At that age, I wasn’t thinking very much about what “perish” meant. But I did wonder about “eternal life.” As I said, my life wasn’t much then and the thought of an everlasting load of it was not an attractive notion. At a Bible Study group, I learned that it is a reference not just to a life without end but life of a certain kind. It can be lived with purpose as one centres it on following Jesus and fulfilling His call. It is a kind of life that is not snuffed out by mortality as it has an eternal purpose.

My Sundays, friends and community changed. My friends and community too. In fact, I hardly had any friends then, at least not the kind that were almost family, as I met in church. I loved the youth fellowship which met every Friday. And then on Sunday, it was the church service and yes, Sunday School.

I began to learn to love my Mum and surprised her on Mother’s Day with some penned affection. My school life was transformed as I saw my fellow students as people I can give to and not just get from. My studies took on a new purpose.

I have always felt lonely as a boy in a family that was busy trying to survive financially or busy gambling away (literally sometimes) whatever gains. In becoming a Christian, my personal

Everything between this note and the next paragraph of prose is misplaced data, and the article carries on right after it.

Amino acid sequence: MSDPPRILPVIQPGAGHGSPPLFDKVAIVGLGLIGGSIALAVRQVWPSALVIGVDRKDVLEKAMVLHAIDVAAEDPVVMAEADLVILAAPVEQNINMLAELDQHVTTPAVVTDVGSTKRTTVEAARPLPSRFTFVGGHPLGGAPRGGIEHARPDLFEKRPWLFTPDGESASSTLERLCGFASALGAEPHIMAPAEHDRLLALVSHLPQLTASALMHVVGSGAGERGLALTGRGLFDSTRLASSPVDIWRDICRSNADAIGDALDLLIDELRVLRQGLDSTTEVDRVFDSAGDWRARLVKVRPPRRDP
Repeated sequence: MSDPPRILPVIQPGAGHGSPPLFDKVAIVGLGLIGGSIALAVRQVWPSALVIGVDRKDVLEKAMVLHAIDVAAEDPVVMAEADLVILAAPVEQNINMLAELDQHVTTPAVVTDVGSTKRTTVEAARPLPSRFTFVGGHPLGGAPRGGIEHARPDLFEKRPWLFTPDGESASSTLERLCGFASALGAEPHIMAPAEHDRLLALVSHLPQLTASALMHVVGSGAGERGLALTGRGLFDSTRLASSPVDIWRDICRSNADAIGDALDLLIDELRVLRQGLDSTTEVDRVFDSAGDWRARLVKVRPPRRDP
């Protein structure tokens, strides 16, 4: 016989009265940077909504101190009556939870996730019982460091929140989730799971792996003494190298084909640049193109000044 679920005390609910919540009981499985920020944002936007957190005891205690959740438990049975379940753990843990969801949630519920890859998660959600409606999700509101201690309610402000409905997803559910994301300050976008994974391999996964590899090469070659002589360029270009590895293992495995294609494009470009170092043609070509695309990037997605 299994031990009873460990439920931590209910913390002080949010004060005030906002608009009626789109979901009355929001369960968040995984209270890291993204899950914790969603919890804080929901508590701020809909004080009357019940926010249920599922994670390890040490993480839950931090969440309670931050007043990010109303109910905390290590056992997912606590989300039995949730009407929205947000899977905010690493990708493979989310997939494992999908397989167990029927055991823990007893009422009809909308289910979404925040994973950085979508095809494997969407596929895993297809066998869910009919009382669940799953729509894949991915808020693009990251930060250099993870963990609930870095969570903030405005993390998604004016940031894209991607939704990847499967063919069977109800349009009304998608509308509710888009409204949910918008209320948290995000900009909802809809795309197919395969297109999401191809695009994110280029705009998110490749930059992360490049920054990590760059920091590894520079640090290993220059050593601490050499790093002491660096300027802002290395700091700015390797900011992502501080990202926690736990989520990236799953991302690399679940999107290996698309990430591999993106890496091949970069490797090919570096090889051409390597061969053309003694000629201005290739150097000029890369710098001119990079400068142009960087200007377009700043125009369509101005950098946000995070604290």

world was transformed.

I took the one step that mattered.

To choose to believe in Christ and follow Him. As you read this, you must be in one of our Christmas Services. You too can take your first step in response to God’s love for you through
His Son, Jesus Christ.

Among the thousands of steps you take for the week, and millions in life, this is the one step that will matter most.

18 December 2016 | Vicar Writes

...for today in the city of David there has been born for you a Saviour, who is Christ the Lord. Luke 2:11